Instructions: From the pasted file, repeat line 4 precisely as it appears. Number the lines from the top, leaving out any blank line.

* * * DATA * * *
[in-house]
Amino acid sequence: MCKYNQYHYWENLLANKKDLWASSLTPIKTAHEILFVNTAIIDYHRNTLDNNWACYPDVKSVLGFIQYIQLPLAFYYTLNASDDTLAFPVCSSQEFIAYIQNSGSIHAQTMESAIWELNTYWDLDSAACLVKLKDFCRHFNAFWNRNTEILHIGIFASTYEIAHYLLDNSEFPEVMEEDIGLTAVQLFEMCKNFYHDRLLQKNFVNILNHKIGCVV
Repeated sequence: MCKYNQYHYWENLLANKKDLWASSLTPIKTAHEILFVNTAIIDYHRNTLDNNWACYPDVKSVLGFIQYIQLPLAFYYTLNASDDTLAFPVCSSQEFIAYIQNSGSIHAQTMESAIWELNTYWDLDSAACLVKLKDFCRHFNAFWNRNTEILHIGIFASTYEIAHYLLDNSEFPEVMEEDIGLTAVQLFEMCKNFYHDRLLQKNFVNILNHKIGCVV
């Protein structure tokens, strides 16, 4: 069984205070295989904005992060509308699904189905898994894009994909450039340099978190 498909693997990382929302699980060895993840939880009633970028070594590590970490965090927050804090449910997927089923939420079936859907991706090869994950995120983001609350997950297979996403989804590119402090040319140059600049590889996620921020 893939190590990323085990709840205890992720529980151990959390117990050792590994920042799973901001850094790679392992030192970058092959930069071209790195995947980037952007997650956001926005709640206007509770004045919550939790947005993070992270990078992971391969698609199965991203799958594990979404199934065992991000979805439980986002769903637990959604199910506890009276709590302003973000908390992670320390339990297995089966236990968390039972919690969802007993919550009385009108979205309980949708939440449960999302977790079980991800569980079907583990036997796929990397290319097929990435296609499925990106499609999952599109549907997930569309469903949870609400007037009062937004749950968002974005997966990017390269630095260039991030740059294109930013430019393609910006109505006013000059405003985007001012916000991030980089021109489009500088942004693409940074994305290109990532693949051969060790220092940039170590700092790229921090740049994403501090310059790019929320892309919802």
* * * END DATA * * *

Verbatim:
């Protein structure tokens, strides 16, 4: 069984205070295989904005992060509308699904189905898994894009994909450039340099978190 498909693997990382929302699980060895993840939880009633970028070594590590970490965090927050804090449910997927089923939420079936859907991706090869994950995120983001609350997950297979996403989804590119402090040319140059600049590889996620921020 893939190590990323085990709840205890992720529980151990959390117990050792590994920042799973901001850094790679392992030192970058092959930069071209790195995947980037952007997650956001926005709640206007509770004045919550939790947005993070992270990078992971391969698609199965991203799958594990979404199934065992991000979805439980986002769903637990959604199910506890009276709590302003973000908390992670320390339990297995089966236990968390039972919690969802007993919550009385009108979205309980949708939440449960999302977790079980991800569980079907583990036997796929990397290319097929990435296609499925990106499609999952599109549907997930569309469903949870609400007037009062937004749950968002974005997966990017390269630095260039991030740059294109930013430019393609910006109505006013000059405003985007001012916000991030980089021109489009500088942004693409940074994305290109990532693949051969060790220092940039170590700092790229921090740049994403501090310059790019929320892309919802």